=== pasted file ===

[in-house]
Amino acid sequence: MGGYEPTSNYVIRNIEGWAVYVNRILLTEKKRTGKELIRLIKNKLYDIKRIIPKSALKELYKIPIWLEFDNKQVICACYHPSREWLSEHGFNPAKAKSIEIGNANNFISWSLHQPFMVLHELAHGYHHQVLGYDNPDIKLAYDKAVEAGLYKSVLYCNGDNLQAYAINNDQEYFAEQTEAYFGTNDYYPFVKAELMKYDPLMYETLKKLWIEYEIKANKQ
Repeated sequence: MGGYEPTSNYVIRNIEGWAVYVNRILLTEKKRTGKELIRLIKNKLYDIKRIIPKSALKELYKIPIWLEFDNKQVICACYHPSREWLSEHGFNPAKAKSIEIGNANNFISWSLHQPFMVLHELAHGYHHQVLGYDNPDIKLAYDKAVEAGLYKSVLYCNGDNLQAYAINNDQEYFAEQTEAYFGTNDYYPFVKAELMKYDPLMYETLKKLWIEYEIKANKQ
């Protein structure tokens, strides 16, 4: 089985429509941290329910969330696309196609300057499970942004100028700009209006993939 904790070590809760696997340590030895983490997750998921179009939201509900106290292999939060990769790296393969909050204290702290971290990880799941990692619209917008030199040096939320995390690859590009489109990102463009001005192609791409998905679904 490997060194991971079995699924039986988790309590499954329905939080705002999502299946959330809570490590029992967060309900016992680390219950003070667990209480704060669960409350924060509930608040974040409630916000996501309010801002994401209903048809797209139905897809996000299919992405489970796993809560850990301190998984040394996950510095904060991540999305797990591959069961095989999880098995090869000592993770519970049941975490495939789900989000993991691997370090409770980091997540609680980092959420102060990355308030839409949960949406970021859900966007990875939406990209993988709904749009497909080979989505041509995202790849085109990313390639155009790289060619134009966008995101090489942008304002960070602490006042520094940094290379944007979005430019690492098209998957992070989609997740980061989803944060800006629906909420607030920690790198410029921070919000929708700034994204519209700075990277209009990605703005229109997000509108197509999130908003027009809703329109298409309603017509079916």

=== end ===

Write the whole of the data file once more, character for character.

[in-house]
Amino acid sequence: MGGYEPTSNYVIRNIEGWAVYVNRILLTEKKRTGKELIRLIKNKLYDIKRIIPKSALKELYKIPIWLEFDNKQVICACYHPSREWLSEHGFNPAKAKSIEIGNANNFISWSLHQPFMVLHELAHGYHHQVLGYDNPDIKLAYDKAVEAGLYKSVLYCNGDNLQAYAINNDQEYFAEQTEAYFGTNDYYPFVKAELMKYDPLMYETLKKLWIEYEIKANKQ
Repeated sequence: MGGYEPTSNYVIRNIEGWAVYVNRILLTEKKRTGKELIRLIKNKLYDIKRIIPKSALKELYKIPIWLEFDNKQVICACYHPSREWLSEHGFNPAKAKSIEIGNANNFISWSLHQPFMVLHELAHGYHHQVLGYDNPDIKLAYDKAVEAGLYKSVLYCNGDNLQAYAINNDQEYFAEQTEAYFGTNDYYPFVKAELMKYDPLMYETLKKLWIEYEIKANKQ
């Protein structure tokens, strides 16, 4: 089985429509941290329910969330696309196609300057499970942004100028700009209006993939 904790070590809760696997340590030895983490997750998921179009939201509900106290292999939060990769790296393969909050204290702290971290990880799941990692619209917008030199040096939320995390690859590009489109990102463009001005192609791409998905679904 490997060194991971079995699924039986988790309590499954329905939080705002999502299946959330809570490590029992967060309900016992680390219950003070667990209480704060669960409350924060509930608040974040409630916000996501309010801002994401209903048809797209139905897809996000299919992405489970796993809560850990301190998984040394996950510095904060991540999305797990591959069961095989999880098995090869000592993770519970049941975490495939789900989000993991691997370090409770980091997540609680980092959420102060990355308030839409949960949406970021859900966007990875939406990209993988709904749009497909080979989505041509995202790849085109990313390639155009790289060619134009966008995101090489942008304002960070602490006042520094940094290379944007979005430019690492098209998957992070989609997740980061989803944060800006629906909420607030920690790198410029921070919000929708700034994204519209700075990277209009990605703005229109997000509108197509999130908003027009809703329109298409309603017509079916």